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A mother's grief

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Nearly two months after Gage Barron's suicide, his mother searches for hope in helping others

By Jeff D'Alessio

Suicide Hotline: (270) 769-1304 or 1-888-182-8266

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Many times during the course of a day, life seems almost unbearable for Stayce Hazell.

It could be a song she hears, walking by her son’s bedroom or simply gazing out the front window of her Radcliff home and watching a bus driver make a stop. Her son no longer gets off the school bus.

For Hazell, life without 18-year-old Gage has been a two-month journey of overwhelming grief. She misses everything about her son.

On Oct. 22, just 13 days after turning 18, Barron committed suicide, shooting himself in the head at a friend’s home down the street where he had been playing video games.

“I got a call and I started screaming,” said Hazell, tears filling her eyes. “I got in the car and drove there and when I saw him he was on the floor, the gun was beside him and he was bleeding so bad. I tried to stop the bleeding and I couldn’t.”

Life changed forever in an instant.

“He was such a good kid,” Hazell said. “He loved everyone; he never met a stranger.”

She smiled thinking about her son, tears still falling from her reddened eyes. Through her grief and daily tears, there are times to smile when she recalls his passion for people, the military and music.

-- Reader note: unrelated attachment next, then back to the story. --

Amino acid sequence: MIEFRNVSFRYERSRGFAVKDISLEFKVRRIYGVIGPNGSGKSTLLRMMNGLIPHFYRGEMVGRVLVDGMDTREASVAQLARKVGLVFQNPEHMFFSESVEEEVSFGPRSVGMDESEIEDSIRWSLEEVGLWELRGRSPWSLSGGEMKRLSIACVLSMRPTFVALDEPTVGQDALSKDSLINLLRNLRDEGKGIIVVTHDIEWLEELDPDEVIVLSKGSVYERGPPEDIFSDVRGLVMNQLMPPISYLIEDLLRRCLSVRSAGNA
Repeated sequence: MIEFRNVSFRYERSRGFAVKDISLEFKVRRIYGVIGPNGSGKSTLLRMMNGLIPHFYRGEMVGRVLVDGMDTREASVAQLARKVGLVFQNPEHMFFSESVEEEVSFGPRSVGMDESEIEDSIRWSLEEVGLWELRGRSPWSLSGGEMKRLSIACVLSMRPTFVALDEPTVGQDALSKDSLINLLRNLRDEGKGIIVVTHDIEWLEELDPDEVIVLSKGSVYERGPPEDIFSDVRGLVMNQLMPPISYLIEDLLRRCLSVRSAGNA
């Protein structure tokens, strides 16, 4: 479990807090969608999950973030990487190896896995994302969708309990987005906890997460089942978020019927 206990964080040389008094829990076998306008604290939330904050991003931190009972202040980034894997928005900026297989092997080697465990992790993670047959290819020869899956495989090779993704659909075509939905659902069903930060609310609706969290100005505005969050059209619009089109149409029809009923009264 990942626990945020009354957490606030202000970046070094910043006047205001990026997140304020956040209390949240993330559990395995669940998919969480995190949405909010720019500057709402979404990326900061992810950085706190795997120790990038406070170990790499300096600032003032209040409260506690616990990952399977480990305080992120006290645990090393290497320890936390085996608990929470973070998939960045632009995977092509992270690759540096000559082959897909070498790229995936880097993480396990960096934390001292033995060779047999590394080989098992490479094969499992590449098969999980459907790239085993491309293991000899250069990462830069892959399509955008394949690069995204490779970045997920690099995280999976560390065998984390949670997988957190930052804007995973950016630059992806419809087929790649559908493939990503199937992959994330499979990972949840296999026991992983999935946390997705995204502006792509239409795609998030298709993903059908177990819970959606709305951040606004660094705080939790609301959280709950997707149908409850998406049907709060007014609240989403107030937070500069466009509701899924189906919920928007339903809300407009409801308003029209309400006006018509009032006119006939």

Hazell believes her son was bullied at North Hardin High School, where he was a senior. She says he told her he was called names about the way he dressed and about lingering effects from a brain injury suffered in a bike wreck when he was 16, and being ridiculed because nerve damage at birth resulted in one arm being shorter than the other.

“Words can hurt any child,” she said.

She said he had emotional outbursts following the bike injury and that he had a long recovery period.

“He would get upset, he would say things,” she said, calling the outbursts reaction to obstacles in daily life.

Hazell said she never reported any issues to the school but said her son told her he had. Hardin County Schools officials say they have no record of Gage or anyone from his family bringing bullying to the attention of anyone at the school.

“I can tell you that he never came into the office and asked to speak to an administrator about any alleged bullying,” HCS spokesman John Wright said in an email. “If he had, there would have been a formal complaint written and an investigation into the allegation would have taken place. That complaint would have been in a file.”

Wright added, “If children feel they are bullied, the child and/or the child’s parents should file a formal complaint with a school administrator. All bullying accusations are taken seriously and investigated.”

Hazell said other events, she believes, also led to her son’s angst. A relationship with a girl ended and he had trouble dealing with challenges he faced from his arm and brain injury, such as not being able to get his driver’s license.

“I didn’t see any signs,” she said. “If I had looked more, maybe I could have seen something.”

She said he had some postings on Facebook that indicated he was struggling with certain aspects of life, especially through music. She said she wasn’t on his Facebook page until after his death.

In the aftermath of his death, Hazell roamed through some of his drawers and found under some clothes a notebook her son called, “The Book of Evidence.”

Inside, she found a note, a list of five or six names of people who he said had called him names. The note, she said, never gave a clear indication of why he decided to take his own life.